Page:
Last year, a team led by Louis Flannery, head of international arbitration at Stephenson Harwood, compared the costs of arbitrating at 18 major arbitral institutions using ad valorem rates – building on previous comparisons published in GAR in 2010 and 2013. In light of feedback from one institution, the article now reappears in updated form.
It has been seven years since we first published “Arbitration costs compared” in GAR. Four years ago, we published a sequel, comparing the costs of arbitrating at 10 major international arbitration institutions on an ad valorem basis.
Since then, international arbitration has continued to be a popular method for the resolution of disputes arising out of cross-border economic activity. While it is difficult to obtain a complete statistical picture given the confidential nature of arbitration, as practitioners, we see the number of cases continuing to increase. Notwithstanding this, the cost of arbitrating remains a crucial concern for practitioners and their clients.
International arbitration continues to thrive in another way: new arbitration centres are springing up across the globe. An update of our cost comparison is, therefore, due, not least so we can include data from some of those new institutions, such as the Mumbai Centre for International Arbitration and the Russian Arbitration Association.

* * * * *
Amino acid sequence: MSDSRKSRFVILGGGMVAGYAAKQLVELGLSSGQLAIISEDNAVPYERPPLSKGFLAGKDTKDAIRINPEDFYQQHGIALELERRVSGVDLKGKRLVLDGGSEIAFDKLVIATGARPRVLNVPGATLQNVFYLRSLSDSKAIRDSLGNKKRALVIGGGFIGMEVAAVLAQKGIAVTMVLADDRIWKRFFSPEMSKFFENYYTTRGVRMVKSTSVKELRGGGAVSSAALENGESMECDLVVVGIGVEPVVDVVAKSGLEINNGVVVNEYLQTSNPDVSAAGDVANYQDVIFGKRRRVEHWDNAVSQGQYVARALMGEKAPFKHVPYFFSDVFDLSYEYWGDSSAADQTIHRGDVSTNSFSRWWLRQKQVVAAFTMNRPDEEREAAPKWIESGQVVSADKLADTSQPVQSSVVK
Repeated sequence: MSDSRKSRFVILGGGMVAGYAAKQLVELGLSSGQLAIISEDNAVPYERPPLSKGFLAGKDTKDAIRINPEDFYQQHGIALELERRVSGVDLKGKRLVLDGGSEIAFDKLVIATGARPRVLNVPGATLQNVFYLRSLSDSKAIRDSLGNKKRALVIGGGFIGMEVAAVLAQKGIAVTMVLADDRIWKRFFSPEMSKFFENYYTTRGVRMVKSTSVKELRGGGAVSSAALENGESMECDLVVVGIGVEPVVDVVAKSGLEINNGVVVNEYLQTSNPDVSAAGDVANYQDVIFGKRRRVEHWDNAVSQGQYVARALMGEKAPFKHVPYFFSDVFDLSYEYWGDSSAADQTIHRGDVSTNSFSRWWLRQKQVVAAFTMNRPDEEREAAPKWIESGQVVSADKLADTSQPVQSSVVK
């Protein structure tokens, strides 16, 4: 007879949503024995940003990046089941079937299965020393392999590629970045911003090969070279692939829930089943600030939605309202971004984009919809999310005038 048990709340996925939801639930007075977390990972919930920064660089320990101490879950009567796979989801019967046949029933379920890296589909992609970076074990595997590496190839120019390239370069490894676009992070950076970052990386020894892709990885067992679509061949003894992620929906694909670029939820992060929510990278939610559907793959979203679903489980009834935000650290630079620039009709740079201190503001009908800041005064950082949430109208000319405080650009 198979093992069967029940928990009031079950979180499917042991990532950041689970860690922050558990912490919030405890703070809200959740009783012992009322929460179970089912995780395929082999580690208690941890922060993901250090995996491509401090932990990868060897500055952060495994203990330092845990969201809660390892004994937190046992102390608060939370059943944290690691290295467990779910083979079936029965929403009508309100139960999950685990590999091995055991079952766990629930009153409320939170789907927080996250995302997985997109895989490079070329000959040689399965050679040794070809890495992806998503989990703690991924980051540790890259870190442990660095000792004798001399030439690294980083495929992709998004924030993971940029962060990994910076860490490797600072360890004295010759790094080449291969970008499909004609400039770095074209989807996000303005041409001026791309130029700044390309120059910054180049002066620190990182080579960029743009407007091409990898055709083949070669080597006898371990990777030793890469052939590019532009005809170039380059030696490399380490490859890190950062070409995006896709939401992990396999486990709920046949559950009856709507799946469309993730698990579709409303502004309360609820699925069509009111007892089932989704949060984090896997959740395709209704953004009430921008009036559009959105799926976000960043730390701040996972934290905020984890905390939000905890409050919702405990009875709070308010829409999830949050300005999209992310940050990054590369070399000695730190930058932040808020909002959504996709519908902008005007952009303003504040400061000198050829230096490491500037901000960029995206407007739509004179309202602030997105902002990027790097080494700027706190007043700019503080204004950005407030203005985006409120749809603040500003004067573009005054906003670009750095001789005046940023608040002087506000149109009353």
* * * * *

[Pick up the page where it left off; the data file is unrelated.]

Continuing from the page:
We hope that this comparison will be of interest to arbitration practitioners and their clients – as those who pay the costs – as well as to arbitrators, who get paid. It may also be of assistance to new institutions considering an ad valorem basis for the calculation of their costs and to existing institutions that might be considering revising their fees.
The institutions featured
In addition to the 10 institutions we considered in 2012, we have included a further eight institutions in this latest comparison, from Brazil, Germany, India, Italy, Malaysia, Russia, Spain and Ukraine.
The complete list of institutions is as follows (in alphabetical order based on their acronyms):
- Brazil-Canada Chamber of Commerce (BCCC);
- China International Economic and Trade Arbitration Commission (CIETAC);
- Cairo Regional Centre for International Commercial Arbitration (CRCICA);
- Dubai International Arbitration Centre (DIAC);
- German Institute of Arbitration (DIS);
- International Commercial Arbitration Court at the Ukrainian Chamber of Commerce and Industry (ICAC Ukraine);
- International Commercial Arbitration Court of the Chamber of Commerce and Industry of the Russian Federation (ICAC Russia);
- International Court of Arbitration of the International Chamber of Commerce (ICC);
- Kuala Lumpur Regional Centre for Arbitration (KLRCA);
- Madrid Chamber of Commerce and Industry (MCCI);
- Mumbai Centre for International Arbitration (MCIA);
- Milan Chamber of Arbitration (Milan Chamber);
- Russian Arbitration Association (RAA);
- Swiss Chambers Arbitration Institute (SCAI);
- Arbitration Institute of the Stockholm Chamber of Commerce (SCC);
- Singapore International Arbitration Centre (SIAC); and
- Vienna International Arbitration Centre (VIAC).